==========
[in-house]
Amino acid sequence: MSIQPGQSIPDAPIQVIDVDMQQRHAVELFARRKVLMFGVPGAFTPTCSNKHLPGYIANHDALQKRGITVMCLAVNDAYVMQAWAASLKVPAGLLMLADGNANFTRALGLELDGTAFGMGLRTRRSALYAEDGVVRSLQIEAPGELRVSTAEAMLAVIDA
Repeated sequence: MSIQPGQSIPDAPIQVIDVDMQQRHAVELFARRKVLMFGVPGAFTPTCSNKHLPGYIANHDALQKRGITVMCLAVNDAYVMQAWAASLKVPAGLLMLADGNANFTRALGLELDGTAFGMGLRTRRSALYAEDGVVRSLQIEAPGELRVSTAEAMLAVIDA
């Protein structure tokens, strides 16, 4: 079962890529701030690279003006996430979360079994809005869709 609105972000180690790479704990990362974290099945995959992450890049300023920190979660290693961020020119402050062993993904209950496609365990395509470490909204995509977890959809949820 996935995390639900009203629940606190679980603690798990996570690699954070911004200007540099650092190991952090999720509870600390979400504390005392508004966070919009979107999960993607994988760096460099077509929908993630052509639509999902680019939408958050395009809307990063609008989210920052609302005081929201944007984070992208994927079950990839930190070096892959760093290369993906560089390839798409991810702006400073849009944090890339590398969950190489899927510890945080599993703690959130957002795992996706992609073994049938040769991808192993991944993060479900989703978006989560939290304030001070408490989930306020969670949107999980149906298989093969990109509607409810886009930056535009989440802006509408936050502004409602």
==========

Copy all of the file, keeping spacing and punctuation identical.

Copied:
[in-house]
Amino acid sequence: MSIQPGQSIPDAPIQVIDVDMQQRHAVELFARRKVLMFGVPGAFTPTCSNKHLPGYIANHDALQKRGITVMCLAVNDAYVMQAWAASLKVPAGLLMLADGNANFTRALGLELDGTAFGMGLRTRRSALYAEDGVVRSLQIEAPGELRVSTAEAMLAVIDA
Repeated sequence: MSIQPGQSIPDAPIQVIDVDMQQRHAVELFARRKVLMFGVPGAFTPTCSNKHLPGYIANHDALQKRGITVMCLAVNDAYVMQAWAASLKVPAGLLMLADGNANFTRALGLELDGTAFGMGLRTRRSALYAEDGVVRSLQIEAPGELRVSTAEAMLAVIDA
């Protein structure tokens, strides 16, 4: 079962890529701030690279003006996430979360079994809005869709 609105972000180690790479704990990362974290099945995959992450890049300023920190979660290693961020020119402050062993993904209950496609365990395509470490909204995509977890959809949820 996935995390639900009203629940606190679980603690798990996570690699954070911004200007540099650092190991952090999720509870600390979400504390005392508004966070919009979107999960993607994988760096460099077509929908993630052509639509999902680019939408958050395009809307990063609008989210920052609302005081929201944007984070992208994927079950990839930190070096892959760093290369993906560089390839798409991810702006400073849009944090890339590398969950190489899927510890945080599993703690959130957002795992996706992609073994049938040769991808192993991944993060479900989703978006989560939290304030001070408490989930306020969670949107999980149906298989093969990109509607409810886009930056535009989440802006509408936050502004409602």